Fix up the house, fend off tax woes

Your Money

May 16, 2004|By Ilyce R. Glink

Gwen Biasi spent last summer becoming an outdoor grill specialist. She didn't have a choice - that's how she survived the kitchen remodeling project at her Mount Prospect, Ill., home.

"We have Corian countertops and ceramic flooring, light maple cabinets and white appliances," said Biasi, who directs marketing and communications for the National Association of the Remodeling Industry. "We're very happy with it."

What she isn't looking forward to is next year's reassessment of her home. Her taxes are probably going to go up.

"It's one of the deferred costs of remodeling," she added.

Deferred or not, many homeowners are surprised by a higher tax bill once their remodeling job is complete. You might wonder if Big Brother is following you around your local home-improvement store. The truth is the tax assessor gets the information from the permit application filed with your local building department.

The next time your home is assessed, your taxes could go up based on what you've done to your home and how much the value has increased as a result.

Not every remodeling job you do is going to trigger an increase in your taxes, Biasi said.

Generally, property taxes are based on square footage. If you add to the square footage, you're much more likely to see an increase in your taxes than if you add new tile to an existing bathroom.

"Making repairs or replacing items like windows, the roof or even the siding doesn't generally trigger an assessment increase," Biasi noted, adding that putting on a second floor to a ranch home could significantly increase the property tax bill.

Here are some smart ways to defer the tax cost of your home improvement project as long as possible:

Before you hire the contractor, pop into the tax assessor's office to find out how often your home is reassessed, and when the next reassessment is scheduled. In some communities, homes are reassessed annually, so there's no advantage to timing your remodeling project. But if your home is assessed only once every three to five years, it might pay to put off the project until after your next reassessment.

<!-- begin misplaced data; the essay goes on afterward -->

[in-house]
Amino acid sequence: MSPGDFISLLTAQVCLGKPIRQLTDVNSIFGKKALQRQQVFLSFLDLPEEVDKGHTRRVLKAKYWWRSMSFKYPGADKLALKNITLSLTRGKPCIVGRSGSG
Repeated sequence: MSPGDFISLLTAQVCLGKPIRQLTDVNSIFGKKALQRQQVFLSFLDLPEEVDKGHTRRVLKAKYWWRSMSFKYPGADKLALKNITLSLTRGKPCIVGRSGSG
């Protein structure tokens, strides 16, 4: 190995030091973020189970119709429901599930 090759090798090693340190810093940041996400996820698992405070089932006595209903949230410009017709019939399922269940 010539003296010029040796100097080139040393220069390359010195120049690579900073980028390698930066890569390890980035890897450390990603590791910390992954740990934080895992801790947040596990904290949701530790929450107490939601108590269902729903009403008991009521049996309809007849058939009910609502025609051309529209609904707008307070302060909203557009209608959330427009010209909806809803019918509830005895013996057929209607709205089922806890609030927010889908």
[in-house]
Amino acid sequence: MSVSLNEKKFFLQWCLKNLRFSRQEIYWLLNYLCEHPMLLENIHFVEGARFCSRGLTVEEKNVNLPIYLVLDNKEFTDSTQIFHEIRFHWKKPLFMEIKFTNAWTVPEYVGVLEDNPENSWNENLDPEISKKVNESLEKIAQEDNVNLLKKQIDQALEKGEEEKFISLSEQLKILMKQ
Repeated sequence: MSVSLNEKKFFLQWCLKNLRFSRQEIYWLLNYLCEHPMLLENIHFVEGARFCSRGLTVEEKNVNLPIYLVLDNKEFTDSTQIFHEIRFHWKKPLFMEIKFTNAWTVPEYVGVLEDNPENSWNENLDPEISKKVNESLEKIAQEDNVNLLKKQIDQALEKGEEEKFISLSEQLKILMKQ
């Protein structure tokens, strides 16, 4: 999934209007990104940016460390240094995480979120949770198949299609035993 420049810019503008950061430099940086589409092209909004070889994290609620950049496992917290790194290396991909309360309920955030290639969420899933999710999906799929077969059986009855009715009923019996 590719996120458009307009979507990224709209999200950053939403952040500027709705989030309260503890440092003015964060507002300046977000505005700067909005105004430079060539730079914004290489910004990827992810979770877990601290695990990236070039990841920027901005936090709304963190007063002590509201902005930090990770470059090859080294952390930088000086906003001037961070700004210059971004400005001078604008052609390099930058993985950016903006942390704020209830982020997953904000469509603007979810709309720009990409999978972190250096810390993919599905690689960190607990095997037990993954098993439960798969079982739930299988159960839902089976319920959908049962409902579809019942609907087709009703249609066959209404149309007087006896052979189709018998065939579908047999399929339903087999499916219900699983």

While some communities require permits for nearly every home-improvement project, others are more lenient. Don't pull a permit if one isn't required for your job and you won't unnecessarily tip off the tax assessor. But if you are required to pull a permit and don't, you'll have penalties to pay on top of a higher tax bill.

See if you qualify for special tax reductions. Various counties and local municipalities offer tax exemptions to homeowners who remodel. In the state of Washington, homeowners can qualify for a tax exemption on the increased value for up to three years. In Cincinnati, even if your remodeling job increases your home's value by $50,000 to $150,000, your property tax increase will be based on only the first $50,000 of appreciation for up to 10 years.

Keep fighting your property taxes. Even if your tax bill goes up, you still have the right to appeal the assessment. What you need to do is prove that other homes that have the same classification as your house pay less in taxes than you do. Take photos of similar homes in your neighborhood, check out their tax bills (you can get this from the tax assessor's office or its Web site) and create an easy-to-understand appeal.

Ilyce R. Glink is a Tribune Media Services columnist.

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